A conspicuous silence shrouds the social composition of the recently constituted Lokpal, India’s anti-corruption body, empowered to inquire into complaints against the prime minister, ministers and members of parliament, among others. The upper castes and other dominant social groups account for as high as 77.7 percent of the Lokpal’s members—upper castes alone account for 55.5 percent. It does not have a single member from the Other Backward Classes and the Scheduled Tribes. The body comprises only one Dalit member, and religious minorities have been represented by a Jain—an ironic choice, given that the community was officially recognised as a part of the Hindu fold until January 2014, when it was accorded a minority status.
This skewed social composition violates the spirit of the provisions of the Lokpal and Lokayukta Act of 2013, which establishes the anti-corruption body and mandates reservations among its members. The act prescribes a nine-member body, presided by a chairperson, and states that 50 percent of its eight remaining members “shall be from amongst the persons belonging to Scheduled Castes, Scheduled Tribes, Other Backward Classes, Minorities and women.”
The act also states that the Lokpal’s members would be chosen by a selection committee led by the prime minister—who is designated as the chairperson—the Lok Sabha speaker, the leader of the opposition in the Lok Sabha, the chief justice of India or a Supreme Court judge nominated by the chief justice, and one eminent jurist recommended by the chairperson and the three other members. The committee that selected the Lokpal did not, however, have any representation from the opposition because the Congress leader Mallikarjun Kharge boycotted the selection proceedings. Kharge was seeking an amendment to the Lokpal act that would include the leader of the single largest opposition party as a member of the selection committee. The committee, in turn, is required to constitute a search committee of at least seven members that would shortlist candidates for appointment to the Lokpal. The Lokpal act prescribes a similar 50-percent reservation for the search committee as well.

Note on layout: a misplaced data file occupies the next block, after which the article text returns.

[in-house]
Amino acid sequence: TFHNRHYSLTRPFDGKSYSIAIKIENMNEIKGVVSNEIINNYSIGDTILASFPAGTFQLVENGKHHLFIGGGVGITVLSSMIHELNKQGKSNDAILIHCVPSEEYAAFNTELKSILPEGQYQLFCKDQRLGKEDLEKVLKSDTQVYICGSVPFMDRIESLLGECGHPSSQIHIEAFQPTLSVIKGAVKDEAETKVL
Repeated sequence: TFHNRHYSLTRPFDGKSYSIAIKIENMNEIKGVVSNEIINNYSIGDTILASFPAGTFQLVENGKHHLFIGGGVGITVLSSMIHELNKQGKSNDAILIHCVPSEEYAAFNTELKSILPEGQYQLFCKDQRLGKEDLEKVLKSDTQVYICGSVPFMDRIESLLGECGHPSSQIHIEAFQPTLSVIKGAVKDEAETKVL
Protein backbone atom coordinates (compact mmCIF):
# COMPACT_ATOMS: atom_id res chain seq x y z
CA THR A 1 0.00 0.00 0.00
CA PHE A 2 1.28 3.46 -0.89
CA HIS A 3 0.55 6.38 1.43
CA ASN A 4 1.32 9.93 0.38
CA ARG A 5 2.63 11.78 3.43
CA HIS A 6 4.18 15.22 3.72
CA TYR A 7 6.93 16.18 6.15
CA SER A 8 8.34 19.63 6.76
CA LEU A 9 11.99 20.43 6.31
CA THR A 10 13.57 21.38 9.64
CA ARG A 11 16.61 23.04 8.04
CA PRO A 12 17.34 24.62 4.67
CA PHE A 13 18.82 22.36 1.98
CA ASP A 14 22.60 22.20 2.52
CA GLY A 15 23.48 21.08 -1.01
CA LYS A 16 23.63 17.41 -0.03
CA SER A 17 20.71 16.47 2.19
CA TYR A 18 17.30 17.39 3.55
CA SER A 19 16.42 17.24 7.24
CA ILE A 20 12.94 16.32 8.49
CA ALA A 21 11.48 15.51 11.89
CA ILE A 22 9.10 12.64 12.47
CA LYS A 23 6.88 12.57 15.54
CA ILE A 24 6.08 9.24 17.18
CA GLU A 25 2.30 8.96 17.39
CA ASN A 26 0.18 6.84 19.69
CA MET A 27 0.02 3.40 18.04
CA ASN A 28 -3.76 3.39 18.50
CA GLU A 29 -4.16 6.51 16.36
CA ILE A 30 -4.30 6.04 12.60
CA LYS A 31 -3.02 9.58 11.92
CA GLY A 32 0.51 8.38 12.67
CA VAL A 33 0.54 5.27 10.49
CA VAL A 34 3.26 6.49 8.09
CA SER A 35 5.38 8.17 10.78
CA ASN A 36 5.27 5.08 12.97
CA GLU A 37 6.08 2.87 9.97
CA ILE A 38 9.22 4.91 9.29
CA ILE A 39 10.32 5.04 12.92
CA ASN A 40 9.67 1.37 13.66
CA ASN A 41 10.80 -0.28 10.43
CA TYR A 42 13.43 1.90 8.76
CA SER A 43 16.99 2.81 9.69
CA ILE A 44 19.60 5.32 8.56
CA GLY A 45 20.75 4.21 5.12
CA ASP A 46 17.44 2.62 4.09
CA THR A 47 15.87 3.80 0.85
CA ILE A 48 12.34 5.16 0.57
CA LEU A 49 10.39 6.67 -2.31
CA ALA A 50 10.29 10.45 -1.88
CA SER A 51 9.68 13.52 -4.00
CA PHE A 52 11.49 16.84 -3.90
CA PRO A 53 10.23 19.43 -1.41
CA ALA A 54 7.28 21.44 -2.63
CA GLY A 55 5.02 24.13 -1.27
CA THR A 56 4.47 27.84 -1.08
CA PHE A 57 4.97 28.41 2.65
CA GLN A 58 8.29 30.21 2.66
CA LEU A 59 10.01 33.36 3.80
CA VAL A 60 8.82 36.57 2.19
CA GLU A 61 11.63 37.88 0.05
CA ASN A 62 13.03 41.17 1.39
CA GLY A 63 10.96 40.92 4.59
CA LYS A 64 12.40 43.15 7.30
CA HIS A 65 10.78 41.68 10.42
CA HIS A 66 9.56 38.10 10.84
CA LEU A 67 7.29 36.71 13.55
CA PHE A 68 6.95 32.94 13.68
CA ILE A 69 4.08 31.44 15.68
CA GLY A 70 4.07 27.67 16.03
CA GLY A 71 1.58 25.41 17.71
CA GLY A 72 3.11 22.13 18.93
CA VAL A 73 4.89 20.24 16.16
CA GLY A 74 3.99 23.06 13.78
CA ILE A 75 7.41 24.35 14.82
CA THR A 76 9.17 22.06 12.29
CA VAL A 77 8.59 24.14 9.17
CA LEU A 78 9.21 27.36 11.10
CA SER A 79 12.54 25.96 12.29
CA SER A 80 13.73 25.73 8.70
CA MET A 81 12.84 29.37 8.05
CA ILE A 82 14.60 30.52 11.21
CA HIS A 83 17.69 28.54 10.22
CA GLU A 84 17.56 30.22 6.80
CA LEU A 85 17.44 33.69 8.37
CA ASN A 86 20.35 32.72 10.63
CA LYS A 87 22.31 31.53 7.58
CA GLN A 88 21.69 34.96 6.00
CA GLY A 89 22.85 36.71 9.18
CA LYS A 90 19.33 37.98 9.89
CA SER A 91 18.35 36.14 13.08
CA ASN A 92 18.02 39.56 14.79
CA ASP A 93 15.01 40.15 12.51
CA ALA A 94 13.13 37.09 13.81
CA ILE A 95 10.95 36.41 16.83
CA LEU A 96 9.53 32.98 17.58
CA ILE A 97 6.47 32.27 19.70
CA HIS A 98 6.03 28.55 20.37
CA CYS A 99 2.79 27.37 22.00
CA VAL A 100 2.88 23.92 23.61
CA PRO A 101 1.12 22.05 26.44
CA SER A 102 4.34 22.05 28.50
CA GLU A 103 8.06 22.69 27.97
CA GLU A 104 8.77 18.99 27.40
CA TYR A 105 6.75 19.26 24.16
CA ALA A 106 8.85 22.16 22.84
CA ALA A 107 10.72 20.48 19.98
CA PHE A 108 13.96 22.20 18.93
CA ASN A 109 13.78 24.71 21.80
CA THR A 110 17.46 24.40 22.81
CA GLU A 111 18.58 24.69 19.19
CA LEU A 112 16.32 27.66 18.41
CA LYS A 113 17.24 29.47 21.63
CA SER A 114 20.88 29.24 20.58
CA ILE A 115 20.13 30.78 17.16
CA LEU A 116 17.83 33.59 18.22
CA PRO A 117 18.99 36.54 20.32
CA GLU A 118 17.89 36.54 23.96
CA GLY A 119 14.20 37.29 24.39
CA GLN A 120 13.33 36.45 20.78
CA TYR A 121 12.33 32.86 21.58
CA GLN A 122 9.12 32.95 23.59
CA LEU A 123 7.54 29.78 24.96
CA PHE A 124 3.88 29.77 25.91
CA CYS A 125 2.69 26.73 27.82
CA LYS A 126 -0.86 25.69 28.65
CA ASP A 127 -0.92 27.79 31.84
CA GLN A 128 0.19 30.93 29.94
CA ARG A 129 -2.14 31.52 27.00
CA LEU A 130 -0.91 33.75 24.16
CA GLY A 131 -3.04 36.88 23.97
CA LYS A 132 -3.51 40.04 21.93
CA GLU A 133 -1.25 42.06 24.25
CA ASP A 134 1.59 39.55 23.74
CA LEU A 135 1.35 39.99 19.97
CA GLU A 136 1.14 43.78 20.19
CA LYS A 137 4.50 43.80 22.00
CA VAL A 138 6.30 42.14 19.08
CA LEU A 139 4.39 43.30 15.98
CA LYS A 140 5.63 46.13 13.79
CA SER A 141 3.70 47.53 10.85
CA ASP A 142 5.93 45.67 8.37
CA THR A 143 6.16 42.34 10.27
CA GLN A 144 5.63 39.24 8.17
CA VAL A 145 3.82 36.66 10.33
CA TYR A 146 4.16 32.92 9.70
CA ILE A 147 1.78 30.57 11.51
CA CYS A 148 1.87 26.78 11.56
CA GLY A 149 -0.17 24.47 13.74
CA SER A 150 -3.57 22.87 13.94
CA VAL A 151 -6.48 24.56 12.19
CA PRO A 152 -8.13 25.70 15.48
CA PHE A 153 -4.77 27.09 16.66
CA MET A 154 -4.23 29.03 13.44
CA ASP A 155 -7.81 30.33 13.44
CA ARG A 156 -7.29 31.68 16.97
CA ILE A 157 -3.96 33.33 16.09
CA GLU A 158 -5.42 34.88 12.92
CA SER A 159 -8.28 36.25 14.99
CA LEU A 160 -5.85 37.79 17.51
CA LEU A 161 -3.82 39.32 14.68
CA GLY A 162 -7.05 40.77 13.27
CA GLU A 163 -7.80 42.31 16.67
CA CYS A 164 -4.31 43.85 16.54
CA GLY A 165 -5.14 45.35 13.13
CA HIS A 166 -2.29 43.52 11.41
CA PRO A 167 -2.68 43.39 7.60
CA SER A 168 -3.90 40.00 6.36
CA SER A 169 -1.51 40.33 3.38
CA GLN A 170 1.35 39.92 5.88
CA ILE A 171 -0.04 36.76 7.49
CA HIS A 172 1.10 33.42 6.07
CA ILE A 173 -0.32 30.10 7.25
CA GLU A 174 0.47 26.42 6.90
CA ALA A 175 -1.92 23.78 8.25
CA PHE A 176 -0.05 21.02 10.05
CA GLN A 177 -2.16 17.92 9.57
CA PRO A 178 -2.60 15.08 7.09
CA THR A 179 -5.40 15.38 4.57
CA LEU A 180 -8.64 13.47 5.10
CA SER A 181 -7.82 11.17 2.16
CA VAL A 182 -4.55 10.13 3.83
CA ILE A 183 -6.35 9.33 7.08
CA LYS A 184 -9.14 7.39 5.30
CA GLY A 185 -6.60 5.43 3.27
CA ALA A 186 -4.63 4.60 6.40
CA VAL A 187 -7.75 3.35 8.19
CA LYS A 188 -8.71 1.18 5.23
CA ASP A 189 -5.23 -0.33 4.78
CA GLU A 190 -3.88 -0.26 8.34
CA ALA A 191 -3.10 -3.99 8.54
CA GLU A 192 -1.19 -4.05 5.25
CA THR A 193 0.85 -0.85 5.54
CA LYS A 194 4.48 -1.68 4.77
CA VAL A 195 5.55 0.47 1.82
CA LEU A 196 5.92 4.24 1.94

The act’s emphasis on subaltern groups did not deter the selection committee from exploiting ambiguities in the Lokpal Act to deny them representation and instead enhance the hold of the upper-caste elite. A literal interpretation of the reservation provision indicates that the act does not stipulate a distinct break-up of reservations for each individual community, but only that 50 percent of the Lokpal’s members should cumulatively come from the specified subaltern groups. As a result, while the selection committee technically complied with the act by appointing four candidates from the reserved categories, its choice of members shows, rather ironically, that this was little more than a pretence of representation and impartiality.
To determine the caste identities of the Lokpal’s members, I checked their social background from a diverse range of sources, including politicians, lawyers and journalists. I also reached out to the additional secretary at the department of personnel and training, which issued the notifications for all Lokpal members, but I received no response despite multiple calls and emails.